“It is designed to appeal not to girls, but to adult women — grown-up Girl Scouts who still share the values and ethos of the organization.”

When Girl Scouts grow up, they continue living their lives based on the organization’s values, he said. 

“Even if they weren’t Girl Scouts, it is part and parcel with the American fabric of who we are,” Greiwe said. “That required an appetite for innovation, and bold decision making that was also calculated to resonate with their audience.”

Marketing After The Pandemic: As the world returns to normal, and consumers are convinced that health and safety precautions have been accounted for, brands will have to hone in on engagement beyond the recovery.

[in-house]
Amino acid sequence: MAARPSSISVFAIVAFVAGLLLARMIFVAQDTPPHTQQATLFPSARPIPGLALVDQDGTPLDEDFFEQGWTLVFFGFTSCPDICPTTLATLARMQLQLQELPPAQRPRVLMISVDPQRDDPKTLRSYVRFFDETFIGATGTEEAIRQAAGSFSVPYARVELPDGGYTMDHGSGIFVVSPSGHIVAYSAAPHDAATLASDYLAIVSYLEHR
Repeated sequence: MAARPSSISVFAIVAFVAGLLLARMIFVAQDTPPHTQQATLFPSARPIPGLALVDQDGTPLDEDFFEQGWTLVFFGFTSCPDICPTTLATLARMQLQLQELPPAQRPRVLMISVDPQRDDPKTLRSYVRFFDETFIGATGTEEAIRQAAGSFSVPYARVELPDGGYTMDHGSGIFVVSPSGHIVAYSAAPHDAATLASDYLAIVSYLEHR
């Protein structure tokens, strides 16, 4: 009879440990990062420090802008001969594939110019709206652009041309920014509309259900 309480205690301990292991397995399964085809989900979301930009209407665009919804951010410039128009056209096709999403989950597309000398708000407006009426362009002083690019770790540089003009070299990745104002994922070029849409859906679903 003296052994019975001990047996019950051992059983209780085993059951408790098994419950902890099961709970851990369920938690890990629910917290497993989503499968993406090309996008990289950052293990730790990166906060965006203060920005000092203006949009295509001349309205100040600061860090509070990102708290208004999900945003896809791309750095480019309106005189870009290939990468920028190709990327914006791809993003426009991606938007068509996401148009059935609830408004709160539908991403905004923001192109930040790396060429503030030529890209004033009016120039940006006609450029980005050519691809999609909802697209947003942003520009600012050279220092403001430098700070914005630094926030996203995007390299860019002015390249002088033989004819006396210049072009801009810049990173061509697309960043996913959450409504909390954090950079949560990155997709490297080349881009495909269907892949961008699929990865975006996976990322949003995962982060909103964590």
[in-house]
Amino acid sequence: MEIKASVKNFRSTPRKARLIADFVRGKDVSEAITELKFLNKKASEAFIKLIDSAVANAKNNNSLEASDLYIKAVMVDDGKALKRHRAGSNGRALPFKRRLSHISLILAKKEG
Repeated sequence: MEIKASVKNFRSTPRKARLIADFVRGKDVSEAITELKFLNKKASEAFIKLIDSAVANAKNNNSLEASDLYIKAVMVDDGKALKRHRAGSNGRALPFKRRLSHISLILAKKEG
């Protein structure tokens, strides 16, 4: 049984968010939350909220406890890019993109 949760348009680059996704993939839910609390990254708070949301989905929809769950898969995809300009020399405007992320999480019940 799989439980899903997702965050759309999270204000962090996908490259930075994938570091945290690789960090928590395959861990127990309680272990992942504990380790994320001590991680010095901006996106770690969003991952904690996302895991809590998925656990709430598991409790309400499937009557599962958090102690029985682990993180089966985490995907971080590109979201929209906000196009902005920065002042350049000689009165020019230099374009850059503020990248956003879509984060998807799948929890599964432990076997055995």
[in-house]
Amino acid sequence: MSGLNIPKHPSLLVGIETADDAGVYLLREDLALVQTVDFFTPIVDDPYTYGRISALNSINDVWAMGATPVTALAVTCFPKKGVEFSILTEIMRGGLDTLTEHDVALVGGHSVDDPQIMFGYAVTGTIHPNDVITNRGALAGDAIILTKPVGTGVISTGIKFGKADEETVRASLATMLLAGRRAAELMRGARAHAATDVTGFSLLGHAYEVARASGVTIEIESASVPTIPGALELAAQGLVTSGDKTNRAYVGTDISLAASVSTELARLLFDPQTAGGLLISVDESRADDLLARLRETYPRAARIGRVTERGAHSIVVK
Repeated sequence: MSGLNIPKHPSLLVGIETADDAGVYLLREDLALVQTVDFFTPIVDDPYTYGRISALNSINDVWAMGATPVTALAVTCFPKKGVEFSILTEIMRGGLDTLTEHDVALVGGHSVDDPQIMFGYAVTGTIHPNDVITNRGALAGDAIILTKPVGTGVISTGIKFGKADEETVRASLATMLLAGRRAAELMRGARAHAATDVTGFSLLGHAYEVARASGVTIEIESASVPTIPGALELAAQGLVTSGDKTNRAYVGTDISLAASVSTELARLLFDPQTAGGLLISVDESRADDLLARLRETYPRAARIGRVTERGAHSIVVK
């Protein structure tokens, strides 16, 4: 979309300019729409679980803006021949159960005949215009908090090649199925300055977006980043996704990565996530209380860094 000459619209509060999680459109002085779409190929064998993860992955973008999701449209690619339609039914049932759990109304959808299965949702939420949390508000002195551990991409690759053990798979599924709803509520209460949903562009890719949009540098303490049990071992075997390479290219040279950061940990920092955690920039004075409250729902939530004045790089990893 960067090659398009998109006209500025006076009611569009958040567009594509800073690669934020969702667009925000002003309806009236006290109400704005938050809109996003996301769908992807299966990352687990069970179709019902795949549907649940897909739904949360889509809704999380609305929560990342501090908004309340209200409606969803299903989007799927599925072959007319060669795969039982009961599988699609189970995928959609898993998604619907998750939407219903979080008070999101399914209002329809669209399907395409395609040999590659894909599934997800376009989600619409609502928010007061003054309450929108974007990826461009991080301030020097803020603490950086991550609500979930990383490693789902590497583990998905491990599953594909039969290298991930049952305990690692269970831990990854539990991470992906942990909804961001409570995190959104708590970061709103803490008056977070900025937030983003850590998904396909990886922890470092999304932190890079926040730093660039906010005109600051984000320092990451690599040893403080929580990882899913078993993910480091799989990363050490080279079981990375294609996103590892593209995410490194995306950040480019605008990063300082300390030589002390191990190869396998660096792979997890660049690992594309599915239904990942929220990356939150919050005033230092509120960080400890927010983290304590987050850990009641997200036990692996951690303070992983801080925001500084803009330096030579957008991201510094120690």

“The question is: how do you build a long-term relationship that takes the proper initiative to meet consumers as they are coming back out into the world?” Greiwe said. 

The initial desire to consume will subside, Greiwe said.

In a discussion on his work for Johnson & Johnson (NYSE: JNJ) and Verizon Communications Inc (NYSE: VZ), which appeared before the United Nations Climate Action Summit, Greiwe suggests brands must figure out how to stay at top-of-mind for consumption patterns and engagement.

His one piece of advice: innovate and build relationships that will matter in five years.

“A lot of people are going to be focused on meeting immediate needs that are incredibly important coming out of COVID-19. The question is, how do you meet those needs and plan for the future?”

To engage with Greiwe, check out his portfolio, Twitter and Instagram.